The first stop where we actually left the car was St. George’s Cathedral, which was built in the late 19th century. It is an imposing white, cross-shaped building, which vies with the cathedral of Paramaribo for the title of the largest wooden building in the world. According to Luke there is a technical difference in how they were built, so each building is actually the tallest wooden building in their respective “category”.
At first it appeared that we wouldn’t be able to get inside, as all the doors were closed, but Luke managed to find somebody who opened the church for us. The interior was half timbered and much more colourful than the plain wooden interior of the cathedral in Paramaribo.
Even the organ pipes were painted in a colourful South American pattern!
We eventually came to the conclusion that we preferred the outside of St. George’s to the cathedral in Paramaribo, but the plain wooden interior of the latter!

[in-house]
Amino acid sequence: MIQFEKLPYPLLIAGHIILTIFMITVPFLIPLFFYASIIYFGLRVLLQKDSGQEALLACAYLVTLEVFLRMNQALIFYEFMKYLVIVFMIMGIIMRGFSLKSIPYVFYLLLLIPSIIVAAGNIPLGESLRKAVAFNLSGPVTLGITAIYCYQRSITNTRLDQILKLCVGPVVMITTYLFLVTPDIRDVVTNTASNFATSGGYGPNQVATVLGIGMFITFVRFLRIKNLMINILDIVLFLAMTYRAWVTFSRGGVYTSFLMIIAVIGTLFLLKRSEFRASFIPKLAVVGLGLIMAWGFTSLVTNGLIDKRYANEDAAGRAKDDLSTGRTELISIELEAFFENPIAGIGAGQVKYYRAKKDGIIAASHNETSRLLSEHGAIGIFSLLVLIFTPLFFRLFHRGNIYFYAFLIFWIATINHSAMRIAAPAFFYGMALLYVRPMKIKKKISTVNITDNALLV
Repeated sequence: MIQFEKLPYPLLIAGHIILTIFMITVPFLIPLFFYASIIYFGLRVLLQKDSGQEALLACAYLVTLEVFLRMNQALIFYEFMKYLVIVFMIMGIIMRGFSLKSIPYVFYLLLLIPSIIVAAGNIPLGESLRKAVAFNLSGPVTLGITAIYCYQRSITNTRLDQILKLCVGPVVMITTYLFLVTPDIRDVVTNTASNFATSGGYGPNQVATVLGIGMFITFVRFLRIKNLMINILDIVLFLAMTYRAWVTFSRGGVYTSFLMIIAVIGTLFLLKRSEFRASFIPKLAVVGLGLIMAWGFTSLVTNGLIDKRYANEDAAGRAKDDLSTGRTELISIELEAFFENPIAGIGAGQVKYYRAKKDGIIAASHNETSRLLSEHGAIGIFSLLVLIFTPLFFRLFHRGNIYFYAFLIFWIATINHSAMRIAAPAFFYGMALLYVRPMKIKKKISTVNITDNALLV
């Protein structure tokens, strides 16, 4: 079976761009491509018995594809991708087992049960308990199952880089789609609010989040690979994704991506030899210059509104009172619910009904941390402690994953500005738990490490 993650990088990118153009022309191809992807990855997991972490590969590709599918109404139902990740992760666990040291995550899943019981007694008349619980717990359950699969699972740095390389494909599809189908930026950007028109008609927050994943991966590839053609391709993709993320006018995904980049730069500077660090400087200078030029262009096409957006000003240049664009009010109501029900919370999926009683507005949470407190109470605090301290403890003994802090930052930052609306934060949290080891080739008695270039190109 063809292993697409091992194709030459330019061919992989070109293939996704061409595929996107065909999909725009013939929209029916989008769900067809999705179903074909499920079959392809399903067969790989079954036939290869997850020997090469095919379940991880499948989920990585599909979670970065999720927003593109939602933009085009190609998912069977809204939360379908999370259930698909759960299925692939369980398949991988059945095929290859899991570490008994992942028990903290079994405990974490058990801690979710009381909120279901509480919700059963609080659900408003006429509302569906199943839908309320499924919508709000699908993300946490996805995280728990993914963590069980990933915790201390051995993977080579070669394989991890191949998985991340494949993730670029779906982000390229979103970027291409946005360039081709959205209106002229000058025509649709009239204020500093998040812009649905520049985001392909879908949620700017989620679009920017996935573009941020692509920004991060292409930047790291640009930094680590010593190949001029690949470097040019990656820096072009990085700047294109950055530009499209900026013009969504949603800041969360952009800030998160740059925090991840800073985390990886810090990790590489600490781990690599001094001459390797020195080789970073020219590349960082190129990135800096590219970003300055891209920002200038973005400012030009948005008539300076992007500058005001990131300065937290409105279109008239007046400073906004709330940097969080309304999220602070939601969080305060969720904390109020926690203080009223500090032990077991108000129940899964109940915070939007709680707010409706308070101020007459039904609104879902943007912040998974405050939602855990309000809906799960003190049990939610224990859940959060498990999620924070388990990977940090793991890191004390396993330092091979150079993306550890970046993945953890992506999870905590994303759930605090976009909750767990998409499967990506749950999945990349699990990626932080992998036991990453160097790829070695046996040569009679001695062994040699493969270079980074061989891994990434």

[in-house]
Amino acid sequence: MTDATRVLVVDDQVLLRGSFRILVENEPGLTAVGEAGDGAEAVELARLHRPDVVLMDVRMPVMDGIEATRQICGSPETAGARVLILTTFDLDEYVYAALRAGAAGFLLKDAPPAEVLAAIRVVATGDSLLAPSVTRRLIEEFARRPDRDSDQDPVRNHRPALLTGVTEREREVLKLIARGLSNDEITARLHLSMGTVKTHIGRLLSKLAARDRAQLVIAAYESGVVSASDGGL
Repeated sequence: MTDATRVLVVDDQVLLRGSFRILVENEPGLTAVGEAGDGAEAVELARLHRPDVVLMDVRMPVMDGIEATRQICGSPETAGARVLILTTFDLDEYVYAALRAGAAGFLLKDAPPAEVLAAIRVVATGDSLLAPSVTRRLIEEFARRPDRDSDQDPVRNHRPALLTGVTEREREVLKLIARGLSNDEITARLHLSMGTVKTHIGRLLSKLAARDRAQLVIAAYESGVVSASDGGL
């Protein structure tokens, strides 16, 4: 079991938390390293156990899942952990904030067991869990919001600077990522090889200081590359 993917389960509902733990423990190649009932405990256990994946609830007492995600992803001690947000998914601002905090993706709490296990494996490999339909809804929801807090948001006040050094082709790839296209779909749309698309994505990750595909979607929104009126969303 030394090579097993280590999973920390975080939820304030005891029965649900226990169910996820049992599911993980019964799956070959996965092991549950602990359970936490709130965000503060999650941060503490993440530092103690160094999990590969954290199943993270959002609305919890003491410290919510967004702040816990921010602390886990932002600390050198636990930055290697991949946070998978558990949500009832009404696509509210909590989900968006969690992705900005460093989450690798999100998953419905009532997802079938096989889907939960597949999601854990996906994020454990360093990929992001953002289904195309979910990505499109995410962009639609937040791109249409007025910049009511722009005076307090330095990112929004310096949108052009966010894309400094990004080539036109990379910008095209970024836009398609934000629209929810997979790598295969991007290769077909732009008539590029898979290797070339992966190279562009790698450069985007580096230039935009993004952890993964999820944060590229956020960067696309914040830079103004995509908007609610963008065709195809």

After a short stop at some shops selling souvenirs, we went on to the famous Stabroek Market. We were welcomed by its famous clock tower and a huge, bustling crowd of people.
The Stabroek Market is known as the “bizarre bazaar” as one can buy nearly anything there. In former times that even included slaves! We set off to explore the market, which is partly built over the Demerara River. It’s a huge building and inside one can buy clothes, shoes, bags, jewellery, dry food, spices and much, much more.
In an outdoor area of the market we threaded our way past dozens of stalls selling fruit, vegetables, meat and large amounts of fresh fish. The market traders all seemed to be exceptionally charismatic folk. Taking photographs of people was surprisingly easy, as most of them were more than happy to pose for our cameras, and there were only a very few who were camera shy. On one occasion Mick was told that, as long as he “aksed” kindly, it wouldn’t be a problem! Luke told us later that they were encouraging the locals to be open to tourists, as it would help them all in promoting Guyana as a friendly travel destination.